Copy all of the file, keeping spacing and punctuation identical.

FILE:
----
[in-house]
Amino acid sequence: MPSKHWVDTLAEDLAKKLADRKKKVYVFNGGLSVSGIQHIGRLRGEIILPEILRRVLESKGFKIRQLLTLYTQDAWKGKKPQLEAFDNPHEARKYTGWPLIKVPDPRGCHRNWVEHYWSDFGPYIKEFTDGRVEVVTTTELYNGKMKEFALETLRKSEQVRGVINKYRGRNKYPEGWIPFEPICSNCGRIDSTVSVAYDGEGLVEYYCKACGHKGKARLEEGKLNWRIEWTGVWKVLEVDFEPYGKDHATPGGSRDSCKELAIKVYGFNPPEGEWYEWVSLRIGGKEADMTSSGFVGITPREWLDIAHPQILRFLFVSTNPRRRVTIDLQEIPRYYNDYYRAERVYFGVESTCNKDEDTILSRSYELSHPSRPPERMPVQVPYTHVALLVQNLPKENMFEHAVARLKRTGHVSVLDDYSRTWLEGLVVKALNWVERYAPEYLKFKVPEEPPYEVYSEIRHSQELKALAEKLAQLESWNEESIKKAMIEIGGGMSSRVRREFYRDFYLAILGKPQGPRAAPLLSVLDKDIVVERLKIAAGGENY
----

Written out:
[in-house]
Amino acid sequence: MPSKHWVDTLAEDLAKKLADRKKKVYVFNGGLSVSGIQHIGRLRGEIILPEILRRVLESKGFKIRQLLTLYTQDAWKGKKPQLEAFDNPHEARKYTGWPLIKVPDPRGCHRNWVEHYWSDFGPYIKEFTDGRVEVVTTTELYNGKMKEFALETLRKSEQVRGVINKYRGRNKYPEGWIPFEPICSNCGRIDSTVSVAYDGEGLVEYYCKACGHKGKARLEEGKLNWRIEWTGVWKVLEVDFEPYGKDHATPGGSRDSCKELAIKVYGFNPPEGEWYEWVSLRIGGKEADMTSSGFVGITPREWLDIAHPQILRFLFVSTNPRRRVTIDLQEIPRYYNDYYRAERVYFGVESTCNKDEDTILSRSYELSHPSRPPERMPVQVPYTHVALLVQNLPKENMFEHAVARLKRTGHVSVLDDYSRTWLEGLVVKALNWVERYAPEYLKFKVPEEPPYEVYSEIRHSQELKALAEKLAQLESWNEESIKKAMIEIGGGMSSRVRREFYRDFYLAILGKPQGPRAAPLLSVLDKDIVVERLKIAAGGENY